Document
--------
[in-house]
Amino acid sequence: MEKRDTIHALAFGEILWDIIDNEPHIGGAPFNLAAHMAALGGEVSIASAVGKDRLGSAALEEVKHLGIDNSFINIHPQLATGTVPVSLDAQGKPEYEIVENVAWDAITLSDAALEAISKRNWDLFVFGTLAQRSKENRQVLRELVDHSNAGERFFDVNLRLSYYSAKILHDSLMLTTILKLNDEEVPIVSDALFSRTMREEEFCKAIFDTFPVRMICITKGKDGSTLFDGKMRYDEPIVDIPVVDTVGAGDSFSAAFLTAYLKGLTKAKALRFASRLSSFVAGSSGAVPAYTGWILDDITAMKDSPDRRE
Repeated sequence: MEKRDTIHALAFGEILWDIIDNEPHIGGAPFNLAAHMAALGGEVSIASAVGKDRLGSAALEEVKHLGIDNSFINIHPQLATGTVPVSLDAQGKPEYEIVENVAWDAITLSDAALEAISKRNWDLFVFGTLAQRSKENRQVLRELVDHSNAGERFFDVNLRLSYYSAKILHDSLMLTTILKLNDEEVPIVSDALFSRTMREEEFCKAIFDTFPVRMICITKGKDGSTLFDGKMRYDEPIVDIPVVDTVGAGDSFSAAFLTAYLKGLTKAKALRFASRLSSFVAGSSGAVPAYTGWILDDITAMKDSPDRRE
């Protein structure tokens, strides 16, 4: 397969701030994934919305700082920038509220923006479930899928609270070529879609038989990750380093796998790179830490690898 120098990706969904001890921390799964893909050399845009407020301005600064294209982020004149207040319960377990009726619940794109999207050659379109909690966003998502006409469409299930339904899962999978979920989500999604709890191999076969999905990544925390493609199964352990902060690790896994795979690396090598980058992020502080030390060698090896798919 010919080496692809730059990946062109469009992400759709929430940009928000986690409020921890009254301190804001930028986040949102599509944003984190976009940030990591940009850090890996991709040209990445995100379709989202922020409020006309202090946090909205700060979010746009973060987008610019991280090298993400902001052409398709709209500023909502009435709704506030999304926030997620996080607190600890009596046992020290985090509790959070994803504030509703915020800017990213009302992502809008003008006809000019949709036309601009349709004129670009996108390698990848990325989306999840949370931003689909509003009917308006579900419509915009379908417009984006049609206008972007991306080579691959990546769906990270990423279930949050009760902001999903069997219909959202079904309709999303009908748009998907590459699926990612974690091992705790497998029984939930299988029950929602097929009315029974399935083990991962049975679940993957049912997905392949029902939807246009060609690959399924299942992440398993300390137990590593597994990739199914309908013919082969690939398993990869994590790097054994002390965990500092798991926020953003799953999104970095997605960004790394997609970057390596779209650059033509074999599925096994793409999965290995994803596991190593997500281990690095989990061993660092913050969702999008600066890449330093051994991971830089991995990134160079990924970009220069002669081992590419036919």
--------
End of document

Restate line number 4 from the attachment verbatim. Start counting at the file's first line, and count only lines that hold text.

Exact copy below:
């Protein structure tokens, strides 16, 4: 397969701030994934919305700082920038509220923006479930899928609270070529879609038989990750380093796998790179830490690898 120098990706969904001890921390799964893909050399845009407020301005600064294209982020004149207040319960377990009726619940794109999207050659379109909690966003998502006409469409299930339904899962999978979920989500999604709890191999076969999905990544925390493609199964352990902060690790896994795979690396090598980058992020502080030390060698090896798919 010919080496692809730059990946062109469009992400759709929430940009928000986690409020921890009254301190804001930028986040949102599509944003984190976009940030990591940009850090890996991709040209990445995100379709989202922020409020006309202090946090909205700060979010746009973060987008610019991280090298993400902001052409398709709209500023909502009435709704506030999304926030997620996080607190600890009596046992020290985090509790959070994803504030509703915020800017990213009302992502809008003008006809000019949709036309601009349709004129670009996108390698990848990325989306999840949370931003689909509003009917308006579900419509915009379908417009984006049609206008972007991306080579691959990546769906990270990423279930949050009760902001999903069997219909959202079904309709999303009908748009998907590459699926990612974690091992705790497998029984939930299988029950929602097929009315029974399935083990991962049975679940993957049912997905392949029902939807246009060609690959399924299942992440398993300390137990590593597994990739199914309908013919082969690939398993990869994590790097054994002390965990500092798991926020953003799953999104970095997605960004790394997609970057390596779209650059033509074999599925096994793409999965290995994803596991190593997500281990690095989990061993660092913050969702999008600066890449330093051994991971830089991995990134160079990924970009220069002669081992590419036919």